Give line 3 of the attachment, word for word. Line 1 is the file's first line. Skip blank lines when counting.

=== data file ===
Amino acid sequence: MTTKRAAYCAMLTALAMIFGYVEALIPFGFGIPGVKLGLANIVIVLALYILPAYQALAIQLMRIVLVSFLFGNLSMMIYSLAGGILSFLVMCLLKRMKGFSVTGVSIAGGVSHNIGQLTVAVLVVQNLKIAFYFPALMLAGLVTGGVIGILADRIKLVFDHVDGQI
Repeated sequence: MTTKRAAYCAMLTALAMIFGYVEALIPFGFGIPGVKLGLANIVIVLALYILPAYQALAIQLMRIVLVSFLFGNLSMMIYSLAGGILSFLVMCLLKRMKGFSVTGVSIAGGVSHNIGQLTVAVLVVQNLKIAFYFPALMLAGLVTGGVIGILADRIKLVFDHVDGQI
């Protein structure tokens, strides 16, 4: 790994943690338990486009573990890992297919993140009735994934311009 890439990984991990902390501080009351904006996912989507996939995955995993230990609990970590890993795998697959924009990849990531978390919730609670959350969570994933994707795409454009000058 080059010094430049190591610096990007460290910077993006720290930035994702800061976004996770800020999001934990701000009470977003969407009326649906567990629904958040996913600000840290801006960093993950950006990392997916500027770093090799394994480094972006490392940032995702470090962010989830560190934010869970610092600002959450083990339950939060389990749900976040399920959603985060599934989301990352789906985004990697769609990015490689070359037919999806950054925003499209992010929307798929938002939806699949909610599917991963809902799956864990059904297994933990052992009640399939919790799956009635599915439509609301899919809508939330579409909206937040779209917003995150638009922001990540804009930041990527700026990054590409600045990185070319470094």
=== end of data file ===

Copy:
């Protein structure tokens, strides 16, 4: 790994943690338990486009573990890992297919993140009735994934311009 890439990984991990902390501080009351904006996912989507996939995955995993230990609990970590890993795998697959924009990849990531978390919730609670959350969570994933994707795409454009000058 080059010094430049190591610096990007460290910077993006720290930035994702800061976004996770800020999001934990701000009470977003969407009326649906567990629904958040996913600000840290801006960093993950950006990392997916500027770093090799394994480094972006490392940032995702470090962010989830560190934010869970610092600002959450083990339950939060389990749900976040399920959603985060599934989301990352789906985004990697769609990015490689070359037919999806950054925003499209992010929307798929938002939806699949909610599917991963809902799956864990059904297994933990052992009640399939919790799956009635599915439509609301899919809508939330579409909206937040779209917003995150638009922001990540804009930041990527700026990054590409600045990185070319470094």